A few months ago, we told you about one of the many projects to eradicate a plant species that is considered non-native. In this case, smooth cordgrass (Spartina alterniflora) is native to the East and Gulf coasts of the US, but is considered non-native on the West Coast, despite the fact that it has been here for over one hundred years. About $12 million was spent in the past 10 years on this effort, and the projection is that another $16 million will be spent in the next 10 years.
When we told you about this project, we speculated that it was having a negative effect on an endangered species, the Clapper Rail. The non-native Spartina provides cover that is superior to the native variety of Spartina. It grows more densely and it doesn’t die back during the winter months, as the native variety does. We also pointed out that the Clapper Rail is abundant on the East and Gulf coasts and is only considered endangered on the West Coast.
Since we told you about this eradication project, we’ve learned a few things about the Clapper Rail that we hope will interest you, as it does us.
- This seems to be another case in which native plant advocates are looking for a scapegoat, when they should be looking at themselves. Native plant advocates would like you to believe that the Clapper Rail is endangered on the West Coast because of the introduction of non-native red fox. The red fox is yet another creature that nativists wish to eradicate in the Bay Area. Apparently it has not occurred to them that the red fox is native to the East Coast, where the Clapper Rail is thriving. Hmmm, that seems like a bit of contradiction, No?
- We have learned of the displacement of Clapper Rails from marshes in which the non-native Spartina in being eradicated.
- The Point Reyes Bird Observatory, a nationally recognized institution that conducts research on birds, has concluded that the Spartina eradication project is having a negative effect on the Clapper Rail.
Evidence that eradication of Spartina alterniflora is harmful to Clapper Rails
In July, a Clapper Rail was seen and photographed at Heron’s Head in southeastern San Francisco. There was quite a bit of excitement about this sighting because a Clapper Rail had not been seen in San Francisco for decades. That excitement dissipated when we learned more about where this bird came from, which provided a probable reason for the move.
The Clapper Rail was wearing a radio collar that had been put on him and 109 other rails by the USGS to track their movements. He had moved from Colma Creek, 11 km south of Heron’s Head, which is one of nearly 200 Spartina “control sites” in the San Francisco Estuary. The bird sighted at Heron’s Head is one of three Clapper Rails that have left Colma Creek since 2007, when the radio collars were placed. The Spartina control project has been going on for nearly 10 years, so we have no way of knowing how many Clapper Rails were displaced prior to 2007.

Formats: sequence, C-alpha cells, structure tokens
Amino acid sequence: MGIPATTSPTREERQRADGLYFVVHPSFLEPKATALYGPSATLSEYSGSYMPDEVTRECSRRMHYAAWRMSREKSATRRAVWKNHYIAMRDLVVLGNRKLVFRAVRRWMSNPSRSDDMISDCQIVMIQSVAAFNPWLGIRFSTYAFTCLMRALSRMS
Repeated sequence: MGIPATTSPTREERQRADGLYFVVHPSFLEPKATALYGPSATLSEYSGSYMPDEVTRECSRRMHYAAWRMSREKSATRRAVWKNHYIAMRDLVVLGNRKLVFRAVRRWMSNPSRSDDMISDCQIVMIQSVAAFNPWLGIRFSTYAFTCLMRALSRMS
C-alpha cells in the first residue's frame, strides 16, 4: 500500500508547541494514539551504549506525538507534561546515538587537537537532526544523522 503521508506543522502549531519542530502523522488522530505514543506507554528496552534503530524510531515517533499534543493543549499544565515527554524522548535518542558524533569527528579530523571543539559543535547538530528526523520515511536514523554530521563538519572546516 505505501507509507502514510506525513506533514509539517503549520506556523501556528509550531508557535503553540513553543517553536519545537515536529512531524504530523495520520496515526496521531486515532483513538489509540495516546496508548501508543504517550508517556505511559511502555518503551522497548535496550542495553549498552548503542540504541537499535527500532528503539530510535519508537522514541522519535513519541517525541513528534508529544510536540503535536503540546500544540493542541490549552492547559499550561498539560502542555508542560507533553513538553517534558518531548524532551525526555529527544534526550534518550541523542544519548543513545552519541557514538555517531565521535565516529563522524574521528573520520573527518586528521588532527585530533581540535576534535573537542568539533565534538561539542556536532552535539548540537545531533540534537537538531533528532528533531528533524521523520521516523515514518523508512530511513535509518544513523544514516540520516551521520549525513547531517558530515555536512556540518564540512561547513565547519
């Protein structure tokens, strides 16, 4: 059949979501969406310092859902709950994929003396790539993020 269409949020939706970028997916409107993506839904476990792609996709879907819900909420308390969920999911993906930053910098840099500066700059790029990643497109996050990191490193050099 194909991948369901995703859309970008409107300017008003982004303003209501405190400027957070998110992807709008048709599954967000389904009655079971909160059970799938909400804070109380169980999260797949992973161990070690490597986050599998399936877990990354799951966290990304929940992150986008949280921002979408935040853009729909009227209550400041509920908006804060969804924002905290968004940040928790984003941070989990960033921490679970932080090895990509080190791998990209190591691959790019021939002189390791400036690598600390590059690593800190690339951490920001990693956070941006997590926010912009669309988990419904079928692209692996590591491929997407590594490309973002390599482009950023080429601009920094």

In October 2011, the Point Reyes Bird Observatory issued the first-ever “State of the Birds Report for San Francisco Bay:” “Based on decades of monitoring, 29 partners detail the actions needed to keep birds and their habitats thriving as sea levels rise and extreme storm events increase due to global climate change.” This report acknowledges the role that the Spartina eradication project plays in the continuing decline of the population of Clapper Rails in the Bay Area:
“The Clapper Rail’s rebound during the 1990’s was possibly due to fox control but also coincided with the rapid invasion of a tall non-native plant (invasive Spartina). This invader benefited rails because it provided nesting habitat and protection from predators and high tides. Beginning in the mid-2000s, the rail population declined sharply, due in part to the removal of invasive Spartina, which threatens tidal flat and marsh ecosystems as a whole. This recent decline may be leveling off, but the future of Clapper Rails in San Francisco Bay remains tenuous.”
This is another example of the harmful obsession with non-native plants, which seems to trump other considerations, such as the welfare of the animals that benefit from the plants. As is often the case with such eradication projects, Spartina is being eradicated with an herbicide, imazapyr. This is a new herbicide about which little is known. The analysis which was done to justify its use in the Spartina eradication project admits that no studies have been done on its effect on shorebirds, including the endangered Clapper Rail. The Material Safety Data Sheet mandated by the Environmental Protection Agency tells us that imazapyr is “not readily biodegradable.” So, in the event that we eventually learn that this herbicide is harmful to shorebirds and/or to us, we can be assured that it will still be in the environment, in the nearly 200 sites in the San Francisco Estuary on which it is currently being sprayed. Imazapyr is also being sprayed–sometimes from helicopters–in hundreds of places along the West Coast, including in other states. (A new post on Save Sutro reports more alarming information about imazapyr.)
The cost of nativism
This is an example of the harmful effects of attempting to eradicate non-native species. It reminds us of a recent editorial in the New York Times about the new law in Alabama which is considered the most extreme anti-immigration law in the country. The opponents of immigration are delighted with the new law. The farmers of Alabama are warning us that they cannot replace the immigrants who are fleeing the state. Most of the work in the country’s agriculatural fields and orchards is being done by immigrants. These are jobs that Americans are no longer willing to do. This is just one of many unintended consequences of such xenophobic extremism. We consider the Spartina eradication project another example of nativism run amok.